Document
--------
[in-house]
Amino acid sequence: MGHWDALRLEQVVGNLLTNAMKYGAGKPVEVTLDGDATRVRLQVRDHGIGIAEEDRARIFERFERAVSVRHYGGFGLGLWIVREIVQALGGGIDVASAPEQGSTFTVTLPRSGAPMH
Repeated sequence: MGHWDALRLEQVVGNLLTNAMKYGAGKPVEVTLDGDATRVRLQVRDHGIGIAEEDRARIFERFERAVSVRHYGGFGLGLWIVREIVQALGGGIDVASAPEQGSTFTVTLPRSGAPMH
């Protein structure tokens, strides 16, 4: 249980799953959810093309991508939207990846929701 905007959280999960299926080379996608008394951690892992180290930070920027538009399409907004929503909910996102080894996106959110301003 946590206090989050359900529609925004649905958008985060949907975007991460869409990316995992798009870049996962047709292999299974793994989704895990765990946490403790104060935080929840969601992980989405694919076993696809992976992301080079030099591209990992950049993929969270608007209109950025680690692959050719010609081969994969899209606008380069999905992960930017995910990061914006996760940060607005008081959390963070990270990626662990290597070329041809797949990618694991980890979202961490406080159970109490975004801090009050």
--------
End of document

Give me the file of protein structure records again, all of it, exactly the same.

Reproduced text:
[in-house]
Amino acid sequence: MGHWDALRLEQVVGNLLTNAMKYGAGKPVEVTLDGDATRVRLQVRDHGIGIAEEDRARIFERFERAVSVRHYGGFGLGLWIVREIVQALGGGIDVASAPEQGSTFTVTLPRSGAPMH
Repeated sequence: MGHWDALRLEQVVGNLLTNAMKYGAGKPVEVTLDGDATRVRLQVRDHGIGIAEEDRARIFERFERAVSVRHYGGFGLGLWIVREIVQALGGGIDVASAPEQGSTFTVTLPRSGAPMH
């Protein structure tokens, strides 16, 4: 249980799953959810093309991508939207990846929701 905007959280999960299926080379996608008394951690892992180290930070920027538009399409907004929503909910996102080894996106959110301003 946590206090989050359900529609925004649905958008985060949907975007991460869409990316995992798009870049996962047709292999299974793994989704895990765990946490403790104060935080929840969601992980989405694919076993696809992976992301080079030099591209990992950049993929969270608007209109950025680690692959050719010609081969994969899209606008380069999905992960930017995910990061914006996760940060607005008081959390963070990270990626662990290597070329041809797949990618694991980890979202961490406080159970109490975004801090009050």